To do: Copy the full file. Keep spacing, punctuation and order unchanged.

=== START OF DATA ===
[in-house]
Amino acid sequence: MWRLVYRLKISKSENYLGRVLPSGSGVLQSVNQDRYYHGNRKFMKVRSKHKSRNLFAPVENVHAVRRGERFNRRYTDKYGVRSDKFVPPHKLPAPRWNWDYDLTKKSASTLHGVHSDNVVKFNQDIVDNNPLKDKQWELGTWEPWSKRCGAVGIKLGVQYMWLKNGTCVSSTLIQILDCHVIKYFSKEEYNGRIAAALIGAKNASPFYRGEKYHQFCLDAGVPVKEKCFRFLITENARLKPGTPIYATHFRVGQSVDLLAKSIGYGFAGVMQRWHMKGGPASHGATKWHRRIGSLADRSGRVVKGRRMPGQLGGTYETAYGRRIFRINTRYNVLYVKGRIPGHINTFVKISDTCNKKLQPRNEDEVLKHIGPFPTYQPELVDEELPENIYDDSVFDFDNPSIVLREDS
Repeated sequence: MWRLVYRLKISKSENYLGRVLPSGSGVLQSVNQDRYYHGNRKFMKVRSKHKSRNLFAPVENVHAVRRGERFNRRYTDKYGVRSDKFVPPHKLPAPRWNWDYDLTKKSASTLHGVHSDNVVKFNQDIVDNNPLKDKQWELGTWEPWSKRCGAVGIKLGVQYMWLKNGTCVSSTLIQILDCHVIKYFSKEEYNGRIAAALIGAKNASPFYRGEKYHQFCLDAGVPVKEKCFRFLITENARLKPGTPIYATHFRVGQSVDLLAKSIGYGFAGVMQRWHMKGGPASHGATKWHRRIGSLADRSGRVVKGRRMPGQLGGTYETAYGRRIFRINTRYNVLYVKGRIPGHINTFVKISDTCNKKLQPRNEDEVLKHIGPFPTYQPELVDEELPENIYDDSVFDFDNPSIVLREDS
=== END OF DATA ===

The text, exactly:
[in-house]
Amino acid sequence: MWRLVYRLKISKSENYLGRVLPSGSGVLQSVNQDRYYHGNRKFMKVRSKHKSRNLFAPVENVHAVRRGERFNRRYTDKYGVRSDKFVPPHKLPAPRWNWDYDLTKKSASTLHGVHSDNVVKFNQDIVDNNPLKDKQWELGTWEPWSKRCGAVGIKLGVQYMWLKNGTCVSSTLIQILDCHVIKYFSKEEYNGRIAAALIGAKNASPFYRGEKYHQFCLDAGVPVKEKCFRFLITENARLKPGTPIYATHFRVGQSVDLLAKSIGYGFAGVMQRWHMKGGPASHGATKWHRRIGSLADRSGRVVKGRRMPGQLGGTYETAYGRRIFRINTRYNVLYVKGRIPGHINTFVKISDTCNKKLQPRNEDEVLKHIGPFPTYQPELVDEELPENIYDDSVFDFDNPSIVLREDS
Repeated sequence: MWRLVYRLKISKSENYLGRVLPSGSGVLQSVNQDRYYHGNRKFMKVRSKHKSRNLFAPVENVHAVRRGERFNRRYTDKYGVRSDKFVPPHKLPAPRWNWDYDLTKKSASTLHGVHSDNVVKFNQDIVDNNPLKDKQWELGTWEPWSKRCGAVGIKLGVQYMWLKNGTCVSSTLIQILDCHVIKYFSKEEYNGRIAAALIGAKNASPFYRGEKYHQFCLDAGVPVKEKCFRFLITENARLKPGTPIYATHFRVGQSVDLLAKSIGYGFAGVMQRWHMKGGPASHGATKWHRRIGSLADRSGRVVKGRRMPGQLGGTYETAYGRRIFRINTRYNVLYVKGRIPGHINTFVKISDTCNKKLQPRNEDEVLKHIGPFPTYQPELVDEELPENIYDDSVFDFDNPSIVLREDS